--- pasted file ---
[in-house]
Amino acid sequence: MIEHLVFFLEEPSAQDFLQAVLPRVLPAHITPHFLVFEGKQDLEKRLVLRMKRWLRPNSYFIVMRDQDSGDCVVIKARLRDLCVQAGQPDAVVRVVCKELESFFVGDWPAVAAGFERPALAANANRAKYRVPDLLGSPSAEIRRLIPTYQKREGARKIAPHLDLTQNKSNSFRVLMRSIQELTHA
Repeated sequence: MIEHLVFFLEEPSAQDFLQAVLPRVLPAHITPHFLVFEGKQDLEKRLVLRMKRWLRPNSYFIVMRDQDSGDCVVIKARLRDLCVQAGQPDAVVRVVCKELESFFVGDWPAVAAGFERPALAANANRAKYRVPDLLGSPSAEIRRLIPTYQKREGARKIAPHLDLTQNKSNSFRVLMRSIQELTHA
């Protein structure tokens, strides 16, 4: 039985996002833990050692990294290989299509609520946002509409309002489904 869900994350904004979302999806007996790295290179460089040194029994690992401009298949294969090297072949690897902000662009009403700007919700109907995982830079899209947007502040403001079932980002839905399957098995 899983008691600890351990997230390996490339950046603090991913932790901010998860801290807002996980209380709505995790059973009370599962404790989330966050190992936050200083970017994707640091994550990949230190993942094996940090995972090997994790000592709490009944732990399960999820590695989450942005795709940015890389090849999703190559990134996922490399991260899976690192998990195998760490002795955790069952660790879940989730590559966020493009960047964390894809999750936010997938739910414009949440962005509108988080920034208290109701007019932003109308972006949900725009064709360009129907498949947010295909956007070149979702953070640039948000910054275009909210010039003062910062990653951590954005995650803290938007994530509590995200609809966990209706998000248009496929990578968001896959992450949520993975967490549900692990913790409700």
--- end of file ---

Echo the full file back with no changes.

[in-house]
Amino acid sequence: MIEHLVFFLEEPSAQDFLQAVLPRVLPAHITPHFLVFEGKQDLEKRLVLRMKRWLRPNSYFIVMRDQDSGDCVVIKARLRDLCVQAGQPDAVVRVVCKELESFFVGDWPAVAAGFERPALAANANRAKYRVPDLLGSPSAEIRRLIPTYQKREGARKIAPHLDLTQNKSNSFRVLMRSIQELTHA
Repeated sequence: MIEHLVFFLEEPSAQDFLQAVLPRVLPAHITPHFLVFEGKQDLEKRLVLRMKRWLRPNSYFIVMRDQDSGDCVVIKARLRDLCVQAGQPDAVVRVVCKELESFFVGDWPAVAAGFERPALAANANRAKYRVPDLLGSPSAEIRRLIPTYQKREGARKIAPHLDLTQNKSNSFRVLMRSIQELTHA
């Protein structure tokens, strides 16, 4: 039985996002833990050692990294290989299509609520946002509409309002489904 869900994350904004979302999806007996790295290179460089040194029994690992401009298949294969090297072949690897902000662009009403700007919700109907995982830079899209947007502040403001079932980002839905399957098995 899983008691600890351990997230390996490339950046603090991913932790901010998860801290807002996980209380709505995790059973009370599962404790989330966050190992936050200083970017994707640091994550990949230190993942094996940090995972090997994790000592709490009944732990399960999820590695989450942005795709940015890389090849999703190559990134996922490399991260899976690192998990195998760490002795955790069952660790879940989730590559966020493009960047964390894809999750936010997938739910414009949440962005509108988080920034208290109701007019932003109308972006949900725009064709360009129907498949947010295909956007070149979702953070640039948000910054275009909210010039003062910062990653951590954005995650803290938007994530509590995200609809966990209706998000248009496929990578968001896959992450949520993975967490549900692990913790409700």